It is important to distinguish between erosion and erosion problems. Erosion refers to the landward retreat of the shoreline. Most of the world’s shorelines are eroding, a very few are building out (accreting). There is no erosion problem, however, until someone builds something next to a shoreline. All over the world in remote areas, shorelines are slowly retreating and no one cares. In a global sense, our continents are slowly shrinking, and in a very real sense, erosion problems are man made. On a high-rise, condo-lined shoreline like those in Spain and the Florida coast, erosion is a huge problem and will only worsen in the future as sea level rise accelerates. Sea level rise will accelerate erosion of the shoreline and have a dramatic impact on our infrastructures, our economies, and our way of life.
Sea level rise is one of the most important causes of global shoreline erosion. If the coastline is developed, shoreline armoring is often used in an effort to save the buildings from the eroding shoreline. Once this begins, the beaches will degrade and eventually be lost. In the long-term, however, these armoring efforts are in vain. The ocean will continue to rise as the rate of sea level rise is expected to increase as the Greenland and Antarctic ice sheets continue to degrade. The situation is made worse now because beach houses and condominiums are being built closer to the ocean than they were 25 years ago. Many of us are familiar with images of large beach houses about to fall victim to the oceans simply from daily erosion accelerated by the ever rising sea.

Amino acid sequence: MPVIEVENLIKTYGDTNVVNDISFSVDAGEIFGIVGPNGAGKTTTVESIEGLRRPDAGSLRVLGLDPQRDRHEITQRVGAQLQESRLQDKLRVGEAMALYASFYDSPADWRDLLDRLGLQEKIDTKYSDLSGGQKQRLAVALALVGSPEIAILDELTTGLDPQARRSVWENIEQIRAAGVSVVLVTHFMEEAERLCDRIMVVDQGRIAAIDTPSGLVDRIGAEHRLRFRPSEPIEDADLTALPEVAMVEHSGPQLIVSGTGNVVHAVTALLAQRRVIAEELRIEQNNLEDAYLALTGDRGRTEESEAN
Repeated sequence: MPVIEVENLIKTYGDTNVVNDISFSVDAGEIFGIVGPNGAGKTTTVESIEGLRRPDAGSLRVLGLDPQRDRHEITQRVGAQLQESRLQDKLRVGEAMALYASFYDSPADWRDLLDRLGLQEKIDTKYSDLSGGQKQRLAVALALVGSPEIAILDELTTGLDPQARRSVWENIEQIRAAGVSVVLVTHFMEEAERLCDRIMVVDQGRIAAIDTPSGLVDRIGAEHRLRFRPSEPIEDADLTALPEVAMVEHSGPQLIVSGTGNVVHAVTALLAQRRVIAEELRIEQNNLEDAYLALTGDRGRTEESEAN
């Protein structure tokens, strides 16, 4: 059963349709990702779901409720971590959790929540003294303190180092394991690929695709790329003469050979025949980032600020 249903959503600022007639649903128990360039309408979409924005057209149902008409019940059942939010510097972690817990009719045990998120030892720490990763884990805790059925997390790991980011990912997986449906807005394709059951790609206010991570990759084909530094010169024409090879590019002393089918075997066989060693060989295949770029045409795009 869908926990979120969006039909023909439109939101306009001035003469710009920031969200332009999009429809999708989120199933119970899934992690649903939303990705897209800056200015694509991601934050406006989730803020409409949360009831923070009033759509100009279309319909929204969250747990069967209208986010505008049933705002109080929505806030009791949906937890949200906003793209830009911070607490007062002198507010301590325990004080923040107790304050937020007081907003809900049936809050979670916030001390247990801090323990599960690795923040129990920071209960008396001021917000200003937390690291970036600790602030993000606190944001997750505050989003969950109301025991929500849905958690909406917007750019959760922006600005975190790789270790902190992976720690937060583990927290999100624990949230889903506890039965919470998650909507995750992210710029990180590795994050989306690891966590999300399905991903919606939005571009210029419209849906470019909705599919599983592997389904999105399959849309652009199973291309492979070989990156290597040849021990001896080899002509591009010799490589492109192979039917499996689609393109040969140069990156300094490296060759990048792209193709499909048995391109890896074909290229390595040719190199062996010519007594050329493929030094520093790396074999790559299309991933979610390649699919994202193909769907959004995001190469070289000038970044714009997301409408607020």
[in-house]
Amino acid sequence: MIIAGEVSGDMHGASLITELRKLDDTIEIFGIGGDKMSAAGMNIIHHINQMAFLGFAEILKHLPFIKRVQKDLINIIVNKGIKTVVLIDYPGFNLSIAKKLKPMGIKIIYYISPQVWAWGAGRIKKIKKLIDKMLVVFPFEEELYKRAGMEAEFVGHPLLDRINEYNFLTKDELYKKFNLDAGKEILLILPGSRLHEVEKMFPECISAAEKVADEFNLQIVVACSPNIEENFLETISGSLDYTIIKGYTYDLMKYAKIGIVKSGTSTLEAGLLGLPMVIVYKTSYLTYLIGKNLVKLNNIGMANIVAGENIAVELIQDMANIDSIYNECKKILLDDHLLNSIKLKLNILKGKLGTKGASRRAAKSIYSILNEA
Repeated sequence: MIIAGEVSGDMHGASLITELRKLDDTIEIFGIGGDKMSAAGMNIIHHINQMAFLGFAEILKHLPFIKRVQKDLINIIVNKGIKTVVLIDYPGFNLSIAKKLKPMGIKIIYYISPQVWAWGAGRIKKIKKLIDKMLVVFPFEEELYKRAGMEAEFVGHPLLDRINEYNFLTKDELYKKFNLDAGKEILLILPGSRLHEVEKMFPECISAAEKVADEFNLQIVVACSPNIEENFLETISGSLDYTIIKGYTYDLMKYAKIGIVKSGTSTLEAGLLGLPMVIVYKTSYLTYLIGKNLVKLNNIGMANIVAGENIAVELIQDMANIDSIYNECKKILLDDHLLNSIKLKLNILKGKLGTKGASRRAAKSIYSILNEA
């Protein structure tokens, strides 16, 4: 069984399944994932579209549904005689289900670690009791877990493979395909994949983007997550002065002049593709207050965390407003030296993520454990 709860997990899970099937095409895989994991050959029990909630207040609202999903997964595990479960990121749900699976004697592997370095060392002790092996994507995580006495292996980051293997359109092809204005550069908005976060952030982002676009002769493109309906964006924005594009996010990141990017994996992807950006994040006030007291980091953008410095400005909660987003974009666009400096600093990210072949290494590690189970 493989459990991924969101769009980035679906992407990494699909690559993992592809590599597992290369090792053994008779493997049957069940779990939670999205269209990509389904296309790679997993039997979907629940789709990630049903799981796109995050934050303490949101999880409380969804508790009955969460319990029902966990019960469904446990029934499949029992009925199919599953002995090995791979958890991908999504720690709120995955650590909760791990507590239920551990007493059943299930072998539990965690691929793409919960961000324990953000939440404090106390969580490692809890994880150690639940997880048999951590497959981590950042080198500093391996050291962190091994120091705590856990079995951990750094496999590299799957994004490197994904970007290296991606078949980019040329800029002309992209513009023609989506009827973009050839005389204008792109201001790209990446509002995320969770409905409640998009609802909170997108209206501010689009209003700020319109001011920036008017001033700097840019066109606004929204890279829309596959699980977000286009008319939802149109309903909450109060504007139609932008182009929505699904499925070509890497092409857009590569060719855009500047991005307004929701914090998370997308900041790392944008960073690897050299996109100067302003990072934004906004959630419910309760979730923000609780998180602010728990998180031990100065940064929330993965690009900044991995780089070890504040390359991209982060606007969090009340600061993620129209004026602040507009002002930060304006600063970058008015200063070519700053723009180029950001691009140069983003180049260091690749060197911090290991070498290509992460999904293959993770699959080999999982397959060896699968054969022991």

The work of the Santa Aguila Foundation will emphasize the impacts of sand mining and shoreline armoring: the first because the effects of sand mining have been largely ignored on a global scale and the latter due to its overwhelming negative impacts on the world’s beaches.
Surfing in / Inform
Underwater sound linked to human activity could alter the behaviour of seabed creatures that play a vital role in marine ecosystems, according to new research.